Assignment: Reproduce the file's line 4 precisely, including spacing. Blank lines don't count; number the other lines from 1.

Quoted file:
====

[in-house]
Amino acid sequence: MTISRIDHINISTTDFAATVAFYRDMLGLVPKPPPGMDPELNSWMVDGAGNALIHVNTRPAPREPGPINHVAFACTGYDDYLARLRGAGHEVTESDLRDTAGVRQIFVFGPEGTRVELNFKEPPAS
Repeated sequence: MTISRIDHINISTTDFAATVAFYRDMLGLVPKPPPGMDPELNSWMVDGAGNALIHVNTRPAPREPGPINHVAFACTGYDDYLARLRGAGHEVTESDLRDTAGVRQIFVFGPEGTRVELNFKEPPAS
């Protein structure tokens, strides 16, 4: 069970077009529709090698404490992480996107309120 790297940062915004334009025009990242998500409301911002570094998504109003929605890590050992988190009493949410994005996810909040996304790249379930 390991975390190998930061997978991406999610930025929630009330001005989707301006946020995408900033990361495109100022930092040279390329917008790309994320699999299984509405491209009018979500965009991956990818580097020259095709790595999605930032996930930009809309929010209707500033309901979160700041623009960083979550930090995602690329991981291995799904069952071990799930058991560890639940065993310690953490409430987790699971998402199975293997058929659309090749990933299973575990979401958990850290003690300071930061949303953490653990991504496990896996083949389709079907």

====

């Protein structure tokens, strides 16, 4: 069970077009529709090698404490992480996107309120 790297940062915004334009025009990242998500409301911002570094998504109003929605890590050992988190009493949410994005996810909040996304790249379930 390991975390190998930061997978991406999610930025929630009330001005989707301006946020995408900033990361495109100022930092040279390329917008790309994320699999299984509405491209009018979500965009991956990818580097020259095709790595999605930032996930930009809309929010209707500033309901979160700041623009960083979550930090995602690329991981291995799904069952071990799930058991560890639940065993310690953490409430987790699971998402199975293997058929659309090749990933299973575990979401958990850290003690300071930061949303953490653990991504496990896996083949389709079907």